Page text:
The challenges of ending AIDS in Asia: outcomes of the Thai National AIDS Universal Coverage Programme, 2000–2014
|Stephen J Kerr|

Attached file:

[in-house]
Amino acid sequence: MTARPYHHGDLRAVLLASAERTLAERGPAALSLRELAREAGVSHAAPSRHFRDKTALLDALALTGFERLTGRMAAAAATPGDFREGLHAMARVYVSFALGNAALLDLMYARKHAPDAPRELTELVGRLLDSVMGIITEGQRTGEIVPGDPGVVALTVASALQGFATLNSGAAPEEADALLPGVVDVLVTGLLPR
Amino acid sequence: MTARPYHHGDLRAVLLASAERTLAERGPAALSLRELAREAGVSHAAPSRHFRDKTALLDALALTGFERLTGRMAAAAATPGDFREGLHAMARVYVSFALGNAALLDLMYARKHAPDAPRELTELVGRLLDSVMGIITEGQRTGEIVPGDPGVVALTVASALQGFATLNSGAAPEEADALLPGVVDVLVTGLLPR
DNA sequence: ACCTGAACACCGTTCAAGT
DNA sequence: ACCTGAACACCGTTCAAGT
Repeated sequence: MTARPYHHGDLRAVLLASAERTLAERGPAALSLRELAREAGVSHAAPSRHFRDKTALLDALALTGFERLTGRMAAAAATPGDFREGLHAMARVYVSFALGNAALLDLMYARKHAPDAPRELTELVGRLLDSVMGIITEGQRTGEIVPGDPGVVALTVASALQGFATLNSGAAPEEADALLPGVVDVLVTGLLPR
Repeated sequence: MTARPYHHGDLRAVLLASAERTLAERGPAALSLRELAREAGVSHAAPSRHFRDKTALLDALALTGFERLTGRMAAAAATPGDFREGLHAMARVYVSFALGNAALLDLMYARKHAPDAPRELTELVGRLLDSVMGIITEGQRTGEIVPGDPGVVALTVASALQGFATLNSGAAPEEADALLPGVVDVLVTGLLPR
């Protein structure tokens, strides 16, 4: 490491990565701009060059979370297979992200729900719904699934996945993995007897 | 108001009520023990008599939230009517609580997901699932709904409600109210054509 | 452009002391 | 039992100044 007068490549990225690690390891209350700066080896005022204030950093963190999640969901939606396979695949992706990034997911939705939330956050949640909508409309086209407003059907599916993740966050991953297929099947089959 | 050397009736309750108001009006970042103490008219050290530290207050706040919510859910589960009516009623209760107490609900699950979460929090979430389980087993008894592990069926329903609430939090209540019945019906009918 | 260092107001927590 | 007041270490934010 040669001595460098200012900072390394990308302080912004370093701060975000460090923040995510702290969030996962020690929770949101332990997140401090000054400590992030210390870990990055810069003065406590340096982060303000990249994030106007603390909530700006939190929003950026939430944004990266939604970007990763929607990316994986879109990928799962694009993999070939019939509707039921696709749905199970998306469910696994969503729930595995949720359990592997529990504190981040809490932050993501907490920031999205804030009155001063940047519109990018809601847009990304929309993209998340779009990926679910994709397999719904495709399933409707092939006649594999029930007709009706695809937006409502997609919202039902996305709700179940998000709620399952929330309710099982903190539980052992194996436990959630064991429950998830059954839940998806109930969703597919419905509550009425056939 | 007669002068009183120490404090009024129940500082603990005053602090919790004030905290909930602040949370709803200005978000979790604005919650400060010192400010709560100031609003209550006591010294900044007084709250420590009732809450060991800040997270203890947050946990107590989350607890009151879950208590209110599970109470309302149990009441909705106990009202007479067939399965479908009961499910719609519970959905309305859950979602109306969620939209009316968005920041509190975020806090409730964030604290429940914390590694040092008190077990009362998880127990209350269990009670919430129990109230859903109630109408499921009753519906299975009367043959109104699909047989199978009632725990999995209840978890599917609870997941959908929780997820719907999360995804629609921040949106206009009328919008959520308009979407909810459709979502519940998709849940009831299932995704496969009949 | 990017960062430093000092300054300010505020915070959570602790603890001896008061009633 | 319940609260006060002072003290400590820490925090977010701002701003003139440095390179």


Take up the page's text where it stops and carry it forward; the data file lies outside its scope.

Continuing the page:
AbstractObjectives: We sought to determine Thai National AIDS Program (NAP) outcomes and gaps, and success in reaching the WHO 90:90:90 goals. Methods: Retrospective study of treatment outcomes, mortality and loss to follow-up (LTFU), of all individuals aged >15 years who registered to the NAP from 2000 to 2014. We focused outcomes on data from 2008 when the NAP was linked to the death registry. Results: A total of 429,294 patients registered to the NAP up to November 2014, and 309,313 patients aged >15 years started ART. Median (IQR) age was 37 (31–43) years; 51% were male. From 2008 to 2014, long-term follow-up rates per 100 person-years were 3.2 in those who started ART vs 3.5 in those who did not (P<0.001) and mortality rates per 100 person-years were 3.5 in those who started ART vs 4.9 in those who did not (P<0.001). Mortality reduced from 16% in 2008 to 3% in 2014 for those who started ART. For patients starting treatment since 2000, 87% of those alive and with a recent viral load (VL) result had <50 copies/mL, and 6% had VL ≥1000 copies/mL. In a continuum-of-care analysis from 2008 to 2014, 68% were living and retained on ART, and 46% of diagnosed individuals were virally suppressed at <50 copies/mL. Conclusions: In the Thai NAP, death and LTFU are major factors disrupting the care-continuum, and many patients initiate ART with low CD4 cell counts. Rolling out systems for early detection and treatment for all, regardless of CD4 cell count, are essential and under way.